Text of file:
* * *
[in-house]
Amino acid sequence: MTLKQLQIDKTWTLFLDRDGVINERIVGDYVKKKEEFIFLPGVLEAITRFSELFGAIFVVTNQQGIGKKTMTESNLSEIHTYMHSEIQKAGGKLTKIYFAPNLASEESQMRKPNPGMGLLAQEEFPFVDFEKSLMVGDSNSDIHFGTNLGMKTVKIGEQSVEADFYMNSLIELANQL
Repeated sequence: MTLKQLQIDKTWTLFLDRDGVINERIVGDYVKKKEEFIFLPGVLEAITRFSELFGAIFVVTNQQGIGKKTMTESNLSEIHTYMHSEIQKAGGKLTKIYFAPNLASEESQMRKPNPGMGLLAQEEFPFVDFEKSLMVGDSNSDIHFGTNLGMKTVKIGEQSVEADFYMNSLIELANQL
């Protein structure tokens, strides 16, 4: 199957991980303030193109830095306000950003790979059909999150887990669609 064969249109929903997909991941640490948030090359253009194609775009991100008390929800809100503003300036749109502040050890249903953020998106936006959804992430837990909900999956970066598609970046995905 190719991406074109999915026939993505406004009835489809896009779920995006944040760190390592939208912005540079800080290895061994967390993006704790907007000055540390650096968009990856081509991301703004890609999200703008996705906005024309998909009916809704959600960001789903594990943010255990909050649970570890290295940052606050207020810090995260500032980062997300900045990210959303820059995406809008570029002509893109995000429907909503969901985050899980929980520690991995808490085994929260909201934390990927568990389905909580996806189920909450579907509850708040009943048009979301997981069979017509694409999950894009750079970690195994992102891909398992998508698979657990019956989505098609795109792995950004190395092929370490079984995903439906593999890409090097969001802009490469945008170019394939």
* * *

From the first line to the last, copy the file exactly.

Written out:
[in-house]
Amino acid sequence: MTLKQLQIDKTWTLFLDRDGVINERIVGDYVKKKEEFIFLPGVLEAITRFSELFGAIFVVTNQQGIGKKTMTESNLSEIHTYMHSEIQKAGGKLTKIYFAPNLASEESQMRKPNPGMGLLAQEEFPFVDFEKSLMVGDSNSDIHFGTNLGMKTVKIGEQSVEADFYMNSLIELANQL
Repeated sequence: MTLKQLQIDKTWTLFLDRDGVINERIVGDYVKKKEEFIFLPGVLEAITRFSELFGAIFVVTNQQGIGKKTMTESNLSEIHTYMHSEIQKAGGKLTKIYFAPNLASEESQMRKPNPGMGLLAQEEFPFVDFEKSLMVGDSNSDIHFGTNLGMKTVKIGEQSVEADFYMNSLIELANQL
């Protein structure tokens, strides 16, 4: 199957991980303030193109830095306000950003790979059909999150887990669609 064969249109929903997909991941640490948030090359253009194609775009991100008390929800809100503003300036749109502040050890249903953020998106936006959804992430837990909900999956970066598609970046995905 190719991406074109999915026939993505406004009835489809896009779920995006944040760190390592939208912005540079800080290895061994967390993006704790907007000055540390650096968009990856081509991301703004890609999200703008996705906005024309998909009916809704959600960001789903594990943010255990909050649970570890290295940052606050207020810090995260500032980062997300900045990210959303820059995406809008570029002509893109995000429907909503969901985050899980929980520690991995808490085994929260909201934390990927568990389905909580996806189920909450579907509850708040009943048009979301997981069979017509694409999950894009750079970690195994992102891909398992998508698979657990019956989505098609795109792995950004190395092929370490079984995903439906593999890409090097969001802009490469945008170019394939």